Deep In Thought

Published: 11 Jun 2017

Preliminary findings from our research discussed at the RSA conference in Dublin

The Regional Studies Association (RSA) Annual Conference ‘The Great Awakening: New Directions’ was held at Trinity College Dublin from June 4th to 7th. The conference aims to bring together a diverse range of people interested in regional studies such as academics, researchers and practitioners. Over the four days of the conference delegates examined regional inequalities and their differing spatial impacts across the globe.

The RSA is an advocate for more balanced regional development. Research is a key part of this and the RSA has identified a need to re-examine all aspects of local and regional development and how it relates to national and international economic dynamics.

Representatives from a creative momentum project partner organisations, the Western Development Commission and National University of Ireland (NUI) Galway, attended this year’s conference. In a conference session on ‘Entrepreneurship, Culture and Environment’, NUI Galway presented preliminary findings its research being carried out as part of a creative momentum project.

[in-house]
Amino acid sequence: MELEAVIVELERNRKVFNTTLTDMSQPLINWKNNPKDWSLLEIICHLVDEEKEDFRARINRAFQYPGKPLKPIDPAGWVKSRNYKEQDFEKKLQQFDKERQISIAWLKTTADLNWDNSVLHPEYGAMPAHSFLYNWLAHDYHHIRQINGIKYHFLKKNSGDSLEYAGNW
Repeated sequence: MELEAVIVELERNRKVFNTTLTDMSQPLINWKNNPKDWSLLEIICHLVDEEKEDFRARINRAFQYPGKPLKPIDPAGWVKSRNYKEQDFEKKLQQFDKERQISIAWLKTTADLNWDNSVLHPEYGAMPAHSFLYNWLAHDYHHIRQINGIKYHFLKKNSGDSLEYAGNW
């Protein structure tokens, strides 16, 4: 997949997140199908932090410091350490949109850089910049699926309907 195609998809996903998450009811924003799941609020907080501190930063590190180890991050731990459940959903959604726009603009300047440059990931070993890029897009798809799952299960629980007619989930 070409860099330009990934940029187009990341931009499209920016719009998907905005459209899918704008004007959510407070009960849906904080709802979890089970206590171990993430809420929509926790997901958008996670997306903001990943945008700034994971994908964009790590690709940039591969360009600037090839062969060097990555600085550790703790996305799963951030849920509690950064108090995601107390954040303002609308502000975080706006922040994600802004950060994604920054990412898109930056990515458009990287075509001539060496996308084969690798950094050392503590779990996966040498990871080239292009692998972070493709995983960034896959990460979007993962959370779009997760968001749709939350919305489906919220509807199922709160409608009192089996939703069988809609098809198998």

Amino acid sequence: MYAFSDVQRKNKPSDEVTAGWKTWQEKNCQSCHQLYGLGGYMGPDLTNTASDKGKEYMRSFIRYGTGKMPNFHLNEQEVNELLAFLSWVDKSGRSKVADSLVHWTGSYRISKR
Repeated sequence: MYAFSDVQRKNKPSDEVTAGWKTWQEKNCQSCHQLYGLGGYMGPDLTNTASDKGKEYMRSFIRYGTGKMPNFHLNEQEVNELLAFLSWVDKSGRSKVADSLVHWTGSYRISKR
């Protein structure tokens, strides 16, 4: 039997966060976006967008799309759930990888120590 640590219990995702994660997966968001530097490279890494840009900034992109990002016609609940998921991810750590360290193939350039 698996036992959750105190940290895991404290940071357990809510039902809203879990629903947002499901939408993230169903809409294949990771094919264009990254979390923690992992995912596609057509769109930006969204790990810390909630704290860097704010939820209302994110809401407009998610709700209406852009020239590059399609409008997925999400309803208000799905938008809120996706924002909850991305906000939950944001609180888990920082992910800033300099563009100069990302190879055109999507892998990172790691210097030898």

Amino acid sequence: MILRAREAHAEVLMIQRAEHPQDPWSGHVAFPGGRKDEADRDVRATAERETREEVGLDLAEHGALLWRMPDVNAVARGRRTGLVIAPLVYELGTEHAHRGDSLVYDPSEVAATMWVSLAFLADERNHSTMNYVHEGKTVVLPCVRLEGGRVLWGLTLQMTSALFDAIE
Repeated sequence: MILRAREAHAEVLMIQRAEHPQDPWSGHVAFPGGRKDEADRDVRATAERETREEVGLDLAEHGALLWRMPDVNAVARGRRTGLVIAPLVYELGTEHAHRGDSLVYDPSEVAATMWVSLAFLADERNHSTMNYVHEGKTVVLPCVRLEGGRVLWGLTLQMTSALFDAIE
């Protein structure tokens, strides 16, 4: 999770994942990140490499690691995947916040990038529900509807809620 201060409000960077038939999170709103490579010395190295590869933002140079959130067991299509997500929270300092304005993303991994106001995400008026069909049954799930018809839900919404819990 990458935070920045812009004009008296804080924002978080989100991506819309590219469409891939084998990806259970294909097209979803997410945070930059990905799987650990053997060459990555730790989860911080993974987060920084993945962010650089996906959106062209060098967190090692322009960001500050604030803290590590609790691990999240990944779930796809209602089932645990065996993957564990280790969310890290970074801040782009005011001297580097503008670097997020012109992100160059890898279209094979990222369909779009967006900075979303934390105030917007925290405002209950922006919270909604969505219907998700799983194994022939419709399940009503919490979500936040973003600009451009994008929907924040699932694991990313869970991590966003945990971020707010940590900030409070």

Dr. Aisling Murtagh and Dr. Patrick Collins examined how the broad ‘entrepreneurial environment’, which includes a variety of different factors such as networks, infrastructure, amenities and policy, impacts the capacity for creative entrepreneurship in peripheral regions. Preliminary conclusions indicate that a range of factors influence the potential for creative entrepreneurship. These include ‘soft’ factors such as local amenities and environment providing space for creativity and a source of inspiration, as well as ‘hard’ factors such as the presence of institutions providing education and support.

Apart from providing an opportunity to communicate our research to a wide audience, the conference also provided insights that can shape our future work. In a session on ‘Developing Rural and Peripheral Regions’ we heard about the ‘institutional mapping’ method which could be useful to inform our own work on regional supports for the creative sector. We also picked up tips from an expert panel on how research can influence policy in the session on ‘Research Impact: Making your Voice Count in Policy-making’.


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